It only adds a header with a constant sequence followed by routing information (server IP+port) to unmodified DNSCrypt queries. Implementing it on top of an existing DNSCrypt implementation is trivial.

The overhead is minimal. Unlike DoH where headers may still reveal a lot of information about the client's identity, Anonymized DNSCrypt, by design, doesn't allow passing any information at all besides the strict minimum required for routing.

For relay operators, Anonymized DNSCrypt is less of a commitment than running a Tor node. Queries can only be relayed over UDP, they need to match a very strict format, amplification is impossible, and loops are prevented. Relays can essentially be only used for encrypted DNS traffic.

Configuring anonymized DNS in dnscrypt-proxy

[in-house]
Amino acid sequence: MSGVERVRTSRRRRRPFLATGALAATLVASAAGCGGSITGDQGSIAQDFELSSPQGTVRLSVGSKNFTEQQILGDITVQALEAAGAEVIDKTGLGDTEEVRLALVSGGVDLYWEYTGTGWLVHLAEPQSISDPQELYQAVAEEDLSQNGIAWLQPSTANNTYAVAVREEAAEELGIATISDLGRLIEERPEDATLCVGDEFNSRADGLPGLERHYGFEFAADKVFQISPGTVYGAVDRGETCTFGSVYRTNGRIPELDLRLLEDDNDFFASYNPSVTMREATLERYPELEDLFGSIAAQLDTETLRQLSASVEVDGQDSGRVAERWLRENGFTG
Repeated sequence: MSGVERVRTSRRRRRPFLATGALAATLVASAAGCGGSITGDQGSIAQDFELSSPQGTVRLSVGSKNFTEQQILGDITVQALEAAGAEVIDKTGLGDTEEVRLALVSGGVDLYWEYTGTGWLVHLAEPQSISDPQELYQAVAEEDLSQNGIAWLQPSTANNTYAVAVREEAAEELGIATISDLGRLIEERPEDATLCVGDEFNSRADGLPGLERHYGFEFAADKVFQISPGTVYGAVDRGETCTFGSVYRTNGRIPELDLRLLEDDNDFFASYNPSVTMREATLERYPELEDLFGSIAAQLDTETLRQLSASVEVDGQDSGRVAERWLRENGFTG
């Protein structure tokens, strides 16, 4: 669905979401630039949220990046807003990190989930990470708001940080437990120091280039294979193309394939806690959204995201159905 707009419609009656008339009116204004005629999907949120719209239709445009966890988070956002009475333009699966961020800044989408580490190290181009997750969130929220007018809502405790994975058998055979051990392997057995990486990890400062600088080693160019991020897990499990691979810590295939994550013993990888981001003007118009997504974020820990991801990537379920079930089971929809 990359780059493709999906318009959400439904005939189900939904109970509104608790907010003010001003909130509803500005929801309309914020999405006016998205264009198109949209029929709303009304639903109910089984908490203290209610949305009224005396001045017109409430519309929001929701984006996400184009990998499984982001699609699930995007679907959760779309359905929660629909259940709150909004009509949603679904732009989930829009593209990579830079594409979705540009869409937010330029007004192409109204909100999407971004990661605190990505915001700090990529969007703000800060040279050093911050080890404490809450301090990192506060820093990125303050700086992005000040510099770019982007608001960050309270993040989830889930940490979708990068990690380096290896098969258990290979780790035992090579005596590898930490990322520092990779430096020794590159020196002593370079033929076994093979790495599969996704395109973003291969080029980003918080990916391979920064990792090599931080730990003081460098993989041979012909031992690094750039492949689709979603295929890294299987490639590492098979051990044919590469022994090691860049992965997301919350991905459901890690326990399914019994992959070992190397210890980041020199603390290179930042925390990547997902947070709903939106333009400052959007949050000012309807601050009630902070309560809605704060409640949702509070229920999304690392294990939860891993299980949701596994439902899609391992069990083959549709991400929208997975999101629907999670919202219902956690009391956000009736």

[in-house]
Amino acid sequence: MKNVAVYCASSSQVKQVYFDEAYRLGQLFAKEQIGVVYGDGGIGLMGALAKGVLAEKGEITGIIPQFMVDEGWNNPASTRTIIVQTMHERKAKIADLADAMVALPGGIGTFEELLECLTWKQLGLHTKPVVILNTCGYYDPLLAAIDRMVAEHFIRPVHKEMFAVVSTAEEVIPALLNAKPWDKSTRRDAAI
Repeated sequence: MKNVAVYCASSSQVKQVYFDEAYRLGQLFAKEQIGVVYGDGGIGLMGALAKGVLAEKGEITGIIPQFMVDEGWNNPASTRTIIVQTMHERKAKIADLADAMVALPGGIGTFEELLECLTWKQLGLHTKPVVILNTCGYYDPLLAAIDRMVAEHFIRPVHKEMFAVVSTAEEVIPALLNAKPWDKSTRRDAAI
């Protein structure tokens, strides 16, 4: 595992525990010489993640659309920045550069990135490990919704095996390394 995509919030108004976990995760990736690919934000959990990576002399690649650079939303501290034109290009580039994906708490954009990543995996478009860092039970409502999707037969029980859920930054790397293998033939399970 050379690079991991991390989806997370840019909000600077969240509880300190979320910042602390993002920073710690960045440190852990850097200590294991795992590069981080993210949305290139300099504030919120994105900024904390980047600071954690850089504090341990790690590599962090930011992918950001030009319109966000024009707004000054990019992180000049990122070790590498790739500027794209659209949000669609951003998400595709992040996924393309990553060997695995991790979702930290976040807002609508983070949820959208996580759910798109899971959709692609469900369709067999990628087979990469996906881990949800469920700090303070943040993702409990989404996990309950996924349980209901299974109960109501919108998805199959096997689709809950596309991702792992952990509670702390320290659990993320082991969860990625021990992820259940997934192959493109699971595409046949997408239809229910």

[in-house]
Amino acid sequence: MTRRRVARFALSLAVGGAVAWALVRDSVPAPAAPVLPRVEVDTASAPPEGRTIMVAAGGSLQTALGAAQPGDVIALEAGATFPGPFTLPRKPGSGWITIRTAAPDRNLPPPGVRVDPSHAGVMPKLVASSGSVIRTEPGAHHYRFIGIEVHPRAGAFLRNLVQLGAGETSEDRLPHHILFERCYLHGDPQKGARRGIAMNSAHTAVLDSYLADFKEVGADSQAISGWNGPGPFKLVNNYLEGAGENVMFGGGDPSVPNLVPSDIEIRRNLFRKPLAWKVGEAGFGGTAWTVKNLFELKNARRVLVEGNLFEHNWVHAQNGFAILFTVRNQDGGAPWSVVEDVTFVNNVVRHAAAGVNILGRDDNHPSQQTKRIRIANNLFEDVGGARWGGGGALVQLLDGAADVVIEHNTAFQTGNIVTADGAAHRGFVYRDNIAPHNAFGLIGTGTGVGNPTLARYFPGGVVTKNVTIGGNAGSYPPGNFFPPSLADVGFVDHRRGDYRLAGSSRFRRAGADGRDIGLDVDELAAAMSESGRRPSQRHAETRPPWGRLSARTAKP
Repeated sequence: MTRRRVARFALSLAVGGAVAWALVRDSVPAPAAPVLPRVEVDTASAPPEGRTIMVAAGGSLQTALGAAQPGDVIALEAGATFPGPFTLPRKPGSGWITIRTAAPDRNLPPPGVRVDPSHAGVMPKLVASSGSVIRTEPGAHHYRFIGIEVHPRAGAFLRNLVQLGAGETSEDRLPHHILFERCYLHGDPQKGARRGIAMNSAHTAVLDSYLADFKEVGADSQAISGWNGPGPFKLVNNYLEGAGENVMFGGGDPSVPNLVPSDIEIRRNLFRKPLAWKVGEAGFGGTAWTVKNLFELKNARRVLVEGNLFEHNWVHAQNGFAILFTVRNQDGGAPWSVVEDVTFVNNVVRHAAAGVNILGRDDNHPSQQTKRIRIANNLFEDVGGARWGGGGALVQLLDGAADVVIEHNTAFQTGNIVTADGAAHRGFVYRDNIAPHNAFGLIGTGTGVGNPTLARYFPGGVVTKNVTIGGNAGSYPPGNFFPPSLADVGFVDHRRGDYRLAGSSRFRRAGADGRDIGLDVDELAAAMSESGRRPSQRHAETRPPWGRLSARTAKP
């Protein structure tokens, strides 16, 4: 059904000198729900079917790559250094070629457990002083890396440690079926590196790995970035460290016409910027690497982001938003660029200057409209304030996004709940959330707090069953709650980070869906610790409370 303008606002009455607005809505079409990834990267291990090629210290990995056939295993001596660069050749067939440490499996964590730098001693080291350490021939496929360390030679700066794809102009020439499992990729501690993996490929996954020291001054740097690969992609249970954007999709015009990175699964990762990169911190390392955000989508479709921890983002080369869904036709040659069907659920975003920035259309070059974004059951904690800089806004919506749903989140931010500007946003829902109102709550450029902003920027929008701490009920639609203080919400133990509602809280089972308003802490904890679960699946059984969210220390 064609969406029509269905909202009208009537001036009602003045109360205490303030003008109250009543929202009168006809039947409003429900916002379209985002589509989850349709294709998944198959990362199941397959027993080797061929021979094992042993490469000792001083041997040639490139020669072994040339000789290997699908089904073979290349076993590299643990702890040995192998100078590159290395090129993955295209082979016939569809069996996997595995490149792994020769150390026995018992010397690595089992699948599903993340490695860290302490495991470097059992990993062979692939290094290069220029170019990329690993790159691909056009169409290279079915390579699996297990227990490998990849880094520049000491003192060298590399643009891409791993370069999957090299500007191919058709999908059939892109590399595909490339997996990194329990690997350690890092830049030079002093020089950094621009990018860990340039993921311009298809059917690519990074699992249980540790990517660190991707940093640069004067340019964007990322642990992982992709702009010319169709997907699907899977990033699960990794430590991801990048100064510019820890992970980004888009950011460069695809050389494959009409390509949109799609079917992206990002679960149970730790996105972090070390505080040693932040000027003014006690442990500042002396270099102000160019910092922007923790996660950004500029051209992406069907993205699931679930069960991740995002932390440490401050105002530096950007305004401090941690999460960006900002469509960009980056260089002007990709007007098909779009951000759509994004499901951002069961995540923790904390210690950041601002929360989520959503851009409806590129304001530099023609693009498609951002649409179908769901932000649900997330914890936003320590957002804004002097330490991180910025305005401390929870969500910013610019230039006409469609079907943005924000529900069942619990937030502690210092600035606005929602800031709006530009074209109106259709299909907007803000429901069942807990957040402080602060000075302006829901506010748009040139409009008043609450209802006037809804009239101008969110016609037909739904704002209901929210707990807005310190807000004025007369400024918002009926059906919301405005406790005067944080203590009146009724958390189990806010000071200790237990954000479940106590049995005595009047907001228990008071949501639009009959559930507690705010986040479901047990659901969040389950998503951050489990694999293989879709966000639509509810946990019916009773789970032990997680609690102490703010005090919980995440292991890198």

This requires a fairly recent version of dnscrypt-proxy. Support for Anonymized DNSCrypt was introduced in version 2.0.29.

Anonymization only works with DNSCrypt servers. If you need to use DoH servers, you still have to use Tor, or SOCKS proxies instead.

Enabling both DoH and DNSCrypt servers in your configuration is totally fine, but DoH traffic will not be anonymized.

The configuration file includes an [anonymized_dns] defining a set of "routes". A route describes how to reach a server via a relay.

routes = [
    { server_name='example-server-1', via=['anon-example-1', 'anon-example-2'] }

The snippet above defines a route. It tells the proxy that instead of connecting to example-server-1 directly, it should connect to either anon-example-1 or anon-example-2 instead, and these will securely forward the queries to example-server-1.